MATT HAMPTON | Sports Editor
The decision to switch conferences in NCAA Division II was made in part to allow the Lions to be in a conference with schools that are closer and more similar to Lindenwood, said the university’s vice president of intercollegiate athletics Brad Wachler.
Last Thursday, Lindenwood announced that it will leave the Mid-America Intercollegiate Athletics Association to join the Great Lakes Valley Conference in July 2019.
After Lindenwood joins, the GLVC will include 16 schools in Kentucky, Missouri, Indiana, and Illinois, and the MIAA will consist of 12 colleges across Missouri, Oklahoma, Nebraska, and Kansas. While the Lions’ closest MIAA opponent, Lincoln University, is 113 miles away in Jefferson City, three GLVC members are within an hour of campus.
“I think whenever you have schools that are within 45 minutes of each other, whether it’s McKendree, Maryville, UMSL, all right here in the St. Louis Area where you can essentially have an all-sport trophy just among those St. Louis schools, that kind of creates a nice little rivalry for most of the programs,” Wachler said.
He added that the farthest GLVC school is under five hours from Lindenwood, but the MIAA includes two institutions in Nebraska and Kansas which are more than a seven-hour drive. Cutting travel time by switching to a less spread out conference will also allow student-athletes to miss fewer classes, Wachler said.
Men’s basketball in particular will also be impacted by the switch to GLVC because it is considered one of the top DII conferences for men’s basketball. And overall, GLVC teams have won a total of 18 national championships in conference history.
But Lindenwood will also leave “one of, if not the best top-to-bottom” football conferences in the country, Wachler said.
The only GLVC football team ranked in the top 25 of DII as of Oct. 10 was Indianapolis (No. 18), but the MIAA contains No. 7 Northwest Missouri State, No. 17 Pittsburg State, and other competitive schools.
“The GLVC does have some really good people in that football conference,” Wachler said. “I think ultimately our goal is to end up in a national tournament and compete in a national championship, and so I feel that we’ll have the opportunity to do that in the GLVC, just as I know that our program is on the upswing and our coaches have done a great job of building it and I know that we have that opportunity in the MIAA, but from a GLVC perspective, I feel that would be easier to compete right away.”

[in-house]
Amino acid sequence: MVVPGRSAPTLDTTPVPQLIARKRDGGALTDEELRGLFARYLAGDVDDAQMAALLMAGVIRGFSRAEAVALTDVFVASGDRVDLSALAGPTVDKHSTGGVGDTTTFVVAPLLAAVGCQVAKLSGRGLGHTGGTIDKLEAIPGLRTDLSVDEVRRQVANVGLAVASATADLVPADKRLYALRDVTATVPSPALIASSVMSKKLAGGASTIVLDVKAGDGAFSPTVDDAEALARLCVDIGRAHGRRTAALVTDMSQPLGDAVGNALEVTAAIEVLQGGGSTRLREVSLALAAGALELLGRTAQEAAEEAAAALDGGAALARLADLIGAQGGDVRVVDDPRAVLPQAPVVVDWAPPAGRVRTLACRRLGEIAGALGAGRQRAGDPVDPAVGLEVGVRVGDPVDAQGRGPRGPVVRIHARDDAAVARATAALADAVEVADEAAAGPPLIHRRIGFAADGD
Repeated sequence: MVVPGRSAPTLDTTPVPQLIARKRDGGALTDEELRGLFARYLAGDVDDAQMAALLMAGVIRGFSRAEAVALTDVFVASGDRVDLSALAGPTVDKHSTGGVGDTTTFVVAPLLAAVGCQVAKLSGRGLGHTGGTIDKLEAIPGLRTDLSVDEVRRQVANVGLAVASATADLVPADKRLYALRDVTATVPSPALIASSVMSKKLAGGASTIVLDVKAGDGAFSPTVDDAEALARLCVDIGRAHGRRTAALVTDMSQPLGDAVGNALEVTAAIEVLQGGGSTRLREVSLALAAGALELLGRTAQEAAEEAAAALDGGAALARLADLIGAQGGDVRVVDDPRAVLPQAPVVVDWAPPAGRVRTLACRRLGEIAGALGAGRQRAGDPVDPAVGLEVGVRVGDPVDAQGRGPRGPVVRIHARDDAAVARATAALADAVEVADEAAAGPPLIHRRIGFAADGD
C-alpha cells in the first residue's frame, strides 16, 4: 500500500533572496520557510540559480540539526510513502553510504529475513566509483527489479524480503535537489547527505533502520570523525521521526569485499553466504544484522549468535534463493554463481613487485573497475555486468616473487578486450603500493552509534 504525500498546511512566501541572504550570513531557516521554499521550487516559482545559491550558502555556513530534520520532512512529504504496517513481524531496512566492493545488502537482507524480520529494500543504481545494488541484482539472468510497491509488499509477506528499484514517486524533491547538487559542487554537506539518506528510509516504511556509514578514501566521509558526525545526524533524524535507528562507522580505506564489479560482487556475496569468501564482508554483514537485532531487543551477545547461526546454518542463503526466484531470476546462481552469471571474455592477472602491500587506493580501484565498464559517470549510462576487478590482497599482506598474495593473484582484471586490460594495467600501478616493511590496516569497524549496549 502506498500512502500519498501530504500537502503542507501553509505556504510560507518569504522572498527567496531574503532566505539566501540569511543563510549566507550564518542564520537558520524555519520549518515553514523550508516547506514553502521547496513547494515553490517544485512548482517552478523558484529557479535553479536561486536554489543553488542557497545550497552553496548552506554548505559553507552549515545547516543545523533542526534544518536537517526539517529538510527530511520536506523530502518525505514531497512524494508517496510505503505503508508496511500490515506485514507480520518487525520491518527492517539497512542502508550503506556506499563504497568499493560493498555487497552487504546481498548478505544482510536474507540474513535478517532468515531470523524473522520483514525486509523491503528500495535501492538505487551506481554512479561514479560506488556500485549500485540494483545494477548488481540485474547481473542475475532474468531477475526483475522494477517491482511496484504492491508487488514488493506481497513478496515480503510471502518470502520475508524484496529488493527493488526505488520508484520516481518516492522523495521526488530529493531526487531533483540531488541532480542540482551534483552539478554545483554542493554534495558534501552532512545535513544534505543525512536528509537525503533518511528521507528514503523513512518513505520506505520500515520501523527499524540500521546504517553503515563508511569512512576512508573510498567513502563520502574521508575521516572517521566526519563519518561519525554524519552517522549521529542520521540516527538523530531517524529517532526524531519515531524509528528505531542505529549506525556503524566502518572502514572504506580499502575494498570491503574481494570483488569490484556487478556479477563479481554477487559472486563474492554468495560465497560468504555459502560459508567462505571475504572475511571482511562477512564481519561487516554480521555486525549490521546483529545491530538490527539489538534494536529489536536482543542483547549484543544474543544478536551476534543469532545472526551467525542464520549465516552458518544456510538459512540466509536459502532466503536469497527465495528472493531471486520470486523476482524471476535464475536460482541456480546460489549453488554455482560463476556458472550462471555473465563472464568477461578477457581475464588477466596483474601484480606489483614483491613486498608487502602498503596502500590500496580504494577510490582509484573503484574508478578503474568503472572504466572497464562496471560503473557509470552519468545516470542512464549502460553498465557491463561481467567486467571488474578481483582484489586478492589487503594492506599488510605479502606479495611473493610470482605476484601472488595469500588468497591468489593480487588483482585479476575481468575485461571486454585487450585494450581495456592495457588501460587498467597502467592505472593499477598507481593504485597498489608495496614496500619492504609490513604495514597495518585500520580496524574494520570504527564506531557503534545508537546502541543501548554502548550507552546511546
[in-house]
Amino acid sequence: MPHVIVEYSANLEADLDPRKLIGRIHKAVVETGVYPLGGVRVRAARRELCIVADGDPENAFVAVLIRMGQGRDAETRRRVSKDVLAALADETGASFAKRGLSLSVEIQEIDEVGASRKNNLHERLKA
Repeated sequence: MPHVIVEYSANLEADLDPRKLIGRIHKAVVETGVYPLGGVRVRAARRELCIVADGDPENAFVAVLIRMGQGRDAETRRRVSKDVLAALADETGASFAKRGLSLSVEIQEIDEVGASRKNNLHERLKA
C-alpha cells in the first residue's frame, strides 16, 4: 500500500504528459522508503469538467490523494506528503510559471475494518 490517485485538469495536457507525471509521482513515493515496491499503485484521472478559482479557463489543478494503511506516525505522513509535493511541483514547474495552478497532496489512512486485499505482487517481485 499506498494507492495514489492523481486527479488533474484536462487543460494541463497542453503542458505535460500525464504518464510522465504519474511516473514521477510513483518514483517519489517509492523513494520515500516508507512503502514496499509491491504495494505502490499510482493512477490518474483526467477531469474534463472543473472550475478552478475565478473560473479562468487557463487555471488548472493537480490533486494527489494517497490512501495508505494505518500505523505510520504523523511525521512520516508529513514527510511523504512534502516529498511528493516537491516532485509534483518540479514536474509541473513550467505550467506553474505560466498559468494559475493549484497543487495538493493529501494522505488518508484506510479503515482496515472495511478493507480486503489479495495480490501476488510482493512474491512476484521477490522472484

Other than Southwest Baptist University, which will also move to the GLVC next year, Lindenwood is the only private school in the MIAA. Wachler said moving to a conference with a more equal “public-private mix” will benefit Lindenwood, because public institutions tend to offer lower tuition.
“Sometimes kids are making those financial decisions, and going up against some of the people in our conference, sometimes that becomes challenging,” he said. “When you’re in the GLVC, we’re going up against schools that are like us, similar to what we are and how we’re made up.”
The GLVC sponsors four more sports than Lindenwood’s current conference, including lacrosse and swimming and diving, both men’s and women’s teams. Wachler said switching to the GLVC will also help recruit athletes because it will increase the Lions’ visibility in Chicago, Indianapolis, and other cities.
Lindenwood is the third MIAA school to move to the GLVC since 2013, when Truman State left the MIAA.
Wachler said talks about changing conferences had been going on for “a few years,” but the closing of GLVC member Saint Joseph’s College in 2017 “sped the conversation up a little bit.”
According to the GLVC website, Lindenwood sent a letter of interest to the conference last December, and the board of presidents approved the switch on Oct. 2.
In a MIAA press release about Lindenwood’s departure, Commissioner Mike Racy was quoted saying, “While the timing of their departure is not ideal, we have committees and task forces looking at options for our 2019 sport schedules.”